Politics

Political news from WNPR

As the presidential race shifted to Nevada with Democratic caucuses last week and Republican caucuses Tuesday night, more young voters had a chance to chime in to the political process. Nevada is a state with a huge young, diverse population.

But there is the perennial question: Do young people matter in politics?

In every recent election, you've probably heard some iteration of the same generational critique: "Young people don't vote."

Rik Stevens / New Hampshire Public Radio

In Nevada, Donald Trump cruised to an easy victory in the state’s caucuses. This hour, our weekly news roundtable, The Wheelhouse spends some time wondering whether the Trump juggernaut and the resurgent Hillary Clinton campaign might render our little state’s primary moot (again). 

Any doubt that Senate Republicans would hold the line behind their leader's decision to block President Obama's Supreme Court nominee has been erased.

"I can now confidently say the view shared by virtually everybody in my conference, is that the nomination should be made by the president the people elect in the election that's underway right now," Senate Majority Leader Mitch McConnell, R-Ky., told reporters.

Donald Trump has won the Nevada Republican caucuses, giving the billionaire his third victory in two weeks and a huge surge of momentum heading into Super Tuesday.

Florida Sen. Marco Rubio held a narrow but decisive lead for second place over Texas Sen. Ted Cruz. With all caucus votes in, Rubio had 23.9 percent to Cruz's 21.4 percent, according to the Associated Press.

But it was Trump who towered above his two top rivals, nearly doubling the support of his nearest competitor with 45.9 percent of the vote.

Hillary Clinton wants you to know that she was doing health care before health care was cool.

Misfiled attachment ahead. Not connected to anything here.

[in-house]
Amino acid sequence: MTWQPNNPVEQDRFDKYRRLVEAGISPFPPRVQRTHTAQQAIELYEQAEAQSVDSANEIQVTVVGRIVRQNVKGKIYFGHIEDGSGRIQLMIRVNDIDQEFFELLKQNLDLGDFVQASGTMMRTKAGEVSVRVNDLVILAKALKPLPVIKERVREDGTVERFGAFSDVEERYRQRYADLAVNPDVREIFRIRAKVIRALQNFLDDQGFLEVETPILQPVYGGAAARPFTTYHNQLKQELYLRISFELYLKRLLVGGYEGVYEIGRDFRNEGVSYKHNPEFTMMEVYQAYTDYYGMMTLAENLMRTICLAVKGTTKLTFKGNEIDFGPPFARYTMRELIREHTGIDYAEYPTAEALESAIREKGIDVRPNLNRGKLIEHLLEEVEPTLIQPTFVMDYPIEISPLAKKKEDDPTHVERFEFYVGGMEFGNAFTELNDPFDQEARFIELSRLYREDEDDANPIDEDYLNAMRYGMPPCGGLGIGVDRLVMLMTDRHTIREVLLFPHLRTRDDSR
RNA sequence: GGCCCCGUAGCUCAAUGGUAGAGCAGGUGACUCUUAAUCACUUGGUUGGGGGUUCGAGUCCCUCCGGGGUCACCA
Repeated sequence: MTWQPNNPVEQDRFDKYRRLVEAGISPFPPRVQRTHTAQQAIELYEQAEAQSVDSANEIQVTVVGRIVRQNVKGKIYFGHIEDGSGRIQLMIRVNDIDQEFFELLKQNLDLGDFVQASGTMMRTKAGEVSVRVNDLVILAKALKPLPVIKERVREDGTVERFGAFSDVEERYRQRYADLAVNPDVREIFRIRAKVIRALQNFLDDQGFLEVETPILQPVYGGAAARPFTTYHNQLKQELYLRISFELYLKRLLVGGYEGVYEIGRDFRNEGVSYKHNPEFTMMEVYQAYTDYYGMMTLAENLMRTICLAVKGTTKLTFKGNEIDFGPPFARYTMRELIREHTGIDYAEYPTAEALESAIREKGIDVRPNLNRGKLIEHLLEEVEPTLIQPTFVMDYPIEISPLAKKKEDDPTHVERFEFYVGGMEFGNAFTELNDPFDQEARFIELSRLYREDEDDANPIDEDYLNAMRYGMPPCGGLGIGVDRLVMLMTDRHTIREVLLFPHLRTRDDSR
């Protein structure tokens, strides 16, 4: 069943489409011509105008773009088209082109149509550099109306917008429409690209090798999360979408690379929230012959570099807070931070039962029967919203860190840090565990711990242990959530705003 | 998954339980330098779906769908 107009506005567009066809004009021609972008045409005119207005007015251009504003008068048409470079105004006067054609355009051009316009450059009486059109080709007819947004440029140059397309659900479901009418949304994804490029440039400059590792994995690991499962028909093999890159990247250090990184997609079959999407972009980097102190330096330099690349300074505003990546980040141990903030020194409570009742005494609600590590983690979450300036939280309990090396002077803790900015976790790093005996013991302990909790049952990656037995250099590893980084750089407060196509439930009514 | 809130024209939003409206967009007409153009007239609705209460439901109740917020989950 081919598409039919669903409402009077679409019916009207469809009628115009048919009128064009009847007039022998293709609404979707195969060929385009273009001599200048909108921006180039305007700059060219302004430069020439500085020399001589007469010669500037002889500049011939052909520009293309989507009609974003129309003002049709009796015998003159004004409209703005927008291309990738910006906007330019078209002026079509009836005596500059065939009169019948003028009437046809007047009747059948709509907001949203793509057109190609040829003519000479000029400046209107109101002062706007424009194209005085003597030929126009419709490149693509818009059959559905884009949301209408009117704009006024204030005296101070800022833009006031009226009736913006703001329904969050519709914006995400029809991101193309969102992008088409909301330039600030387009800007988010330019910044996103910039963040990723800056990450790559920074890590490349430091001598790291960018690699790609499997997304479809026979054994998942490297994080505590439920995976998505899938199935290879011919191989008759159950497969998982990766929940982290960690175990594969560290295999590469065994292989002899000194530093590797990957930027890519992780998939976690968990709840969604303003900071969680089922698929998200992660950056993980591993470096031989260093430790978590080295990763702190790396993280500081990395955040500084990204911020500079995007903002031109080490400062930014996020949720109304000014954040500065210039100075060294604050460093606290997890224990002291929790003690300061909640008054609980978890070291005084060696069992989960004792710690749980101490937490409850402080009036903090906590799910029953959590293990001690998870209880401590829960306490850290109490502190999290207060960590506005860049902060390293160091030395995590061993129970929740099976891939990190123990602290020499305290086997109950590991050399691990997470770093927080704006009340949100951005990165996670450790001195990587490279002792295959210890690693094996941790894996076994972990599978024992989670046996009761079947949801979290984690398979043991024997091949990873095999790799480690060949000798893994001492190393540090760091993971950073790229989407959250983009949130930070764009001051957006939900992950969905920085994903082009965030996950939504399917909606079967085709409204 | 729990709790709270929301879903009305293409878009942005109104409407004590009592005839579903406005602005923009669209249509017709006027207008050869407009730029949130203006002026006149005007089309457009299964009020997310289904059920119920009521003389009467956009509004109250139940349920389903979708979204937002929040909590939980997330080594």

"You know, before it was called Obamacare it was called Hillarycare," Clinton said recently at a rally in Elko, Nev.

It's a stock line these days in her stump speeches and debates.

The term Hillarycare was coined back in the 1990s, when Clinton tried and failed to restructure the U.S. health care system during her husband's first term as president. It was supposed to be an insult, but now she's embracing it.

Director Spike Lee became the latest black celebrity enter the battle of presidential endorsements ahead of this weekend's Democratic nominating contest in South Carolina. On Tuesday, the Bernie Sanders campaign released a radio ad called "Wake Up" featuring Lee.

Kathleen T. Rhem / Creative Commons

A military justice expert from Yale Law School said the president’s comments on closing the U.S. military prison at Guantanamo Bay are a first step in an effort to get the American people behind him on the issue.

In any ordinary year, Donald Trump's big win in South Carolina on Saturday night would all but anoint him the Republican presidential nominee. That's especially true after his big win in New Hampshire, where he won with support across various age and income groups in the party.

U.S. operation of the Guantanamo Bay military detention center in Cuba is "contrary to our values" and is seen as "a stain on our broader record" of upholding the highest rules of law, President Obama said Tuesday as he announced plans to close the facility.

When Vermont Sen. Bernie Sanders stumps for health care for everyone, it always gets huge applause.

"I believe that the U.S. should do what every other major country on Earth is doing," he told a crowd at Eastern Michigan University on Feb. 15. "And that is, guarantee health care to all people as a right."

The Democratic presidential hopeful basically wants to nationalize the U.S. health insurance industry, and have Uncle Sam foot the bill for medical bills, office visits and prescriptions.